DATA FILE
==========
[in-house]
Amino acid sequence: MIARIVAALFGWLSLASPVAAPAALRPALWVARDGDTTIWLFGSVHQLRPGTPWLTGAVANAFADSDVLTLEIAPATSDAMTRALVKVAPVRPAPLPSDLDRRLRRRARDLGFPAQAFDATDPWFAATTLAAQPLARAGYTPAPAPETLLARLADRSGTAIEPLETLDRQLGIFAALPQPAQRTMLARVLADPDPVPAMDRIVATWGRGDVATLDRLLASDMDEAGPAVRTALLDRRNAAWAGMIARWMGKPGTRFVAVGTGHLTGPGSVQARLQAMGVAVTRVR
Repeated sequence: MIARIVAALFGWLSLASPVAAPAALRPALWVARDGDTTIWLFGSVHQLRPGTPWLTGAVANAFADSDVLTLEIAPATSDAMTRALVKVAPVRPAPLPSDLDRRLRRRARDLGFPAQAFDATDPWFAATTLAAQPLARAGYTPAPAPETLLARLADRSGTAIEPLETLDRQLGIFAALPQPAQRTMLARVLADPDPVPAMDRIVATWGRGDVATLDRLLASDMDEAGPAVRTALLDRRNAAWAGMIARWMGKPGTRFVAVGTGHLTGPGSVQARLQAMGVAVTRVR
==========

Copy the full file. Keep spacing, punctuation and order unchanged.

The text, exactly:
[in-house]
Amino acid sequence: MIARIVAALFGWLSLASPVAAPAALRPALWVARDGDTTIWLFGSVHQLRPGTPWLTGAVANAFADSDVLTLEIAPATSDAMTRALVKVAPVRPAPLPSDLDRRLRRRARDLGFPAQAFDATDPWFAATTLAAQPLARAGYTPAPAPETLLARLADRSGTAIEPLETLDRQLGIFAALPQPAQRTMLARVLADPDPVPAMDRIVATWGRGDVATLDRLLASDMDEAGPAVRTALLDRRNAAWAGMIARWMGKPGTRFVAVGTGHLTGPGSVQARLQAMGVAVTRVR
Repeated sequence: MIARIVAALFGWLSLASPVAAPAALRPALWVARDGDTTIWLFGSVHQLRPGTPWLTGAVANAFADSDVLTLEIAPATSDAMTRALVKVAPVRPAPLPSDLDRRLRRRARDLGFPAQAFDATDPWFAATTLAAQPLARAGYTPAPAPETLLARLADRSGTAIEPLETLDRQLGIFAALPQPAQRTMLARVLADPDPVPAMDRIVATWGRGDVATLDRLLASDMDEAGPAVRTALLDRRNAAWAGMIARWMGKPGTRFVAVGTGHLTGPGSVQARLQAMGVAVTRVR